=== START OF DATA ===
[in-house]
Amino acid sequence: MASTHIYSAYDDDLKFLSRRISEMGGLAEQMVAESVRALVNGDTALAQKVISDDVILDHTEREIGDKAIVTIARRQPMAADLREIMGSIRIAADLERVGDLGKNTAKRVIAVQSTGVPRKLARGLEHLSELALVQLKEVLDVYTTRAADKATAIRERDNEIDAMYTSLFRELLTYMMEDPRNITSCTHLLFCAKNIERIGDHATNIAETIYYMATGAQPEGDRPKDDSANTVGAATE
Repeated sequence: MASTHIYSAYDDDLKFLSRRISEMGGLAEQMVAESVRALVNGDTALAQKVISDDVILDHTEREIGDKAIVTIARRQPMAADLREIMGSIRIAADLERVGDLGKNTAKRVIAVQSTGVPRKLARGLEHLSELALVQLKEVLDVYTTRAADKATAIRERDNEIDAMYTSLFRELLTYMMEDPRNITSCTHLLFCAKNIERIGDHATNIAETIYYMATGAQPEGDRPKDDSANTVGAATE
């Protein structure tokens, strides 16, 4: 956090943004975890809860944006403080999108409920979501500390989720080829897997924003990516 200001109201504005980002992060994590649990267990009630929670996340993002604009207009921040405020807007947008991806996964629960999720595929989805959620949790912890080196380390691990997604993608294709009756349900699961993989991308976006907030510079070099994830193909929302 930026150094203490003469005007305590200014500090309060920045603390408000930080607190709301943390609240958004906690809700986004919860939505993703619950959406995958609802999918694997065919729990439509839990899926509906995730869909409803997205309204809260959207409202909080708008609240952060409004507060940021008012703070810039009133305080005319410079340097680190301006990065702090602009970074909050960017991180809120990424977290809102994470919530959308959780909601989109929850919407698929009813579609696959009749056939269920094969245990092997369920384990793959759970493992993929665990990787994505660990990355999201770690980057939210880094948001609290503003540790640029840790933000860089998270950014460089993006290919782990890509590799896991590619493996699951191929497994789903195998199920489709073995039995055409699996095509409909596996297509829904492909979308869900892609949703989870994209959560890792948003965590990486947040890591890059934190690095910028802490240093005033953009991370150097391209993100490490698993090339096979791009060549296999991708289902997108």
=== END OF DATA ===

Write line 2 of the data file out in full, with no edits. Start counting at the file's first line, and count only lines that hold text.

Amino acid sequence: MASTHIYSAYDDDLKFLSRRISEMGGLAEQMVAESVRALVNGDTALAQKVISDDVILDHTEREIGDKAIVTIARRQPMAADLREIMGSIRIAADLERVGDLGKNTAKRVIAVQSTGVPRKLARGLEHLSELALVQLKEVLDVYTTRAADKATAIRERDNEIDAMYTSLFRELLTYMMEDPRNITSCTHLLFCAKNIERIGDHATNIAETIYYMATGAQPEGDRPKDDSANTVGAATE